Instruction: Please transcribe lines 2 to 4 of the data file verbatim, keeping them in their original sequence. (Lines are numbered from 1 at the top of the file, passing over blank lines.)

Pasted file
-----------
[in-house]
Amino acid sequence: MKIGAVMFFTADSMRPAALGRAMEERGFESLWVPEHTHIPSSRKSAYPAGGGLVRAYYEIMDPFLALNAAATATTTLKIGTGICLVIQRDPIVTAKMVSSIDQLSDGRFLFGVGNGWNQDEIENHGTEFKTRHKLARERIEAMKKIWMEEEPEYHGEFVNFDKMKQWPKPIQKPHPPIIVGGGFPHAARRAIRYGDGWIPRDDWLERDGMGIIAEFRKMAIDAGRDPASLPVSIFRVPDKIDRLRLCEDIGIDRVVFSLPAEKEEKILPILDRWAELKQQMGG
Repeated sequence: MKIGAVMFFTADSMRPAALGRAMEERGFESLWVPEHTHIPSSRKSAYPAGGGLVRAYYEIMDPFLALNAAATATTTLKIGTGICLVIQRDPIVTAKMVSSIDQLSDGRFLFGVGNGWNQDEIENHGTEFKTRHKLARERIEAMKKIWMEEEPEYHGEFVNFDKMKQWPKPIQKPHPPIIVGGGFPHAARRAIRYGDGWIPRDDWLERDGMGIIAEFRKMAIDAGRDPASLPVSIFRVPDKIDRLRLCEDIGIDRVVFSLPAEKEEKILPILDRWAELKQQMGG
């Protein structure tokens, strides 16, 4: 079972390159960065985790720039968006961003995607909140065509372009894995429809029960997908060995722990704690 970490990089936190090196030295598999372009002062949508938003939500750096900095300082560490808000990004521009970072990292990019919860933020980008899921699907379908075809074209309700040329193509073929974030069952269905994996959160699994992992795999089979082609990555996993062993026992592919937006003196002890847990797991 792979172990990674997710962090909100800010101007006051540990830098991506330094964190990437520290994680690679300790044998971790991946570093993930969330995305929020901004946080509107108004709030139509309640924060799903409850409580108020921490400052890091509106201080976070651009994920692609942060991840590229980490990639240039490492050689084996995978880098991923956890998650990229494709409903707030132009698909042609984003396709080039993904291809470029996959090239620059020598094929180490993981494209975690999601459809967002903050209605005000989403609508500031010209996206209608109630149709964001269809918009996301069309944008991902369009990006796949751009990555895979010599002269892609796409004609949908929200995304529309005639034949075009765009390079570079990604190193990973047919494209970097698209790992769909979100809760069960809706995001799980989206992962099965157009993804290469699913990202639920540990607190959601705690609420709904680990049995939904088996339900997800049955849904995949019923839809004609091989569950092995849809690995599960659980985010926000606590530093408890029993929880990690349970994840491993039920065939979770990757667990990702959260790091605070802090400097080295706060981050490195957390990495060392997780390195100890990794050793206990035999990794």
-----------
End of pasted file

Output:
Amino acid sequence: MKIGAVMFFTADSMRPAALGRAMEERGFESLWVPEHTHIPSSRKSAYPAGGGLVRAYYEIMDPFLALNAAATATTTLKIGTGICLVIQRDPIVTAKMVSSIDQLSDGRFLFGVGNGWNQDEIENHGTEFKTRHKLARERIEAMKKIWMEEEPEYHGEFVNFDKMKQWPKPIQKPHPPIIVGGGFPHAARRAIRYGDGWIPRDDWLERDGMGIIAEFRKMAIDAGRDPASLPVSIFRVPDKIDRLRLCEDIGIDRVVFSLPAEKEEKILPILDRWAELKQQMGG
Repeated sequence: MKIGAVMFFTADSMRPAALGRAMEERGFESLWVPEHTHIPSSRKSAYPAGGGLVRAYYEIMDPFLALNAAATATTTLKIGTGICLVIQRDPIVTAKMVSSIDQLSDGRFLFGVGNGWNQDEIENHGTEFKTRHKLARERIEAMKKIWMEEEPEYHGEFVNFDKMKQWPKPIQKPHPPIIVGGGFPHAARRAIRYGDGWIPRDDWLERDGMGIIAEFRKMAIDAGRDPASLPVSIFRVPDKIDRLRLCEDIGIDRVVFSLPAEKEEKILPILDRWAELKQQMGG
């Protein structure tokens, strides 16, 4: 079972390159960065985790720039968006961003995607909140065509372009894995429809029960997908060995722990704690 970490990089936190090196030295598999372009002062949508938003939500750096900095300082560490808000990004521009970072990292990019919860933020980008899921699907379908075809074209309700040329193509073929974030069952269905994996959160699994992992795999089979082609990555996993062993026992592919937006003196002890847990797991 792979172990990674997710962090909100800010101007006051540990830098991506330094964190990437520290994680690679300790044998971790991946570093993930969330995305929020901004946080509107108004709030139509309640924060799903409850409580108020921490400052890091509106201080976070651009994920692609942060991840590229980490990639240039490492050689084996995978880098991923956890998650990229494709409903707030132009698909042609984003396709080039993904291809470029996959090239620059020598094929180490993981494209975690999601459809967002903050209605005000989403609508500031010209996206209608109630149709964001269809918009996301069309944008991902369009990006796949751009990555895979010599002269892609796409004609949908929200995304529309005639034949075009765009390079570079990604190193990973047919494209970097698209790992769909979100809760069960809706995001799980989206992962099965157009993804290469699913990202639920540990607190959601705690609420709904680990049995939904088996339900997800049955849904995949019923839809004609091989569950092995849809690995599960659980985010926000606590530093408890029993929880990690349970994840491993039920065939979770990757667990990702959260790091605070802090400097080295706060981050490195957390990495060392997780390195100890990794050793206990035999990794």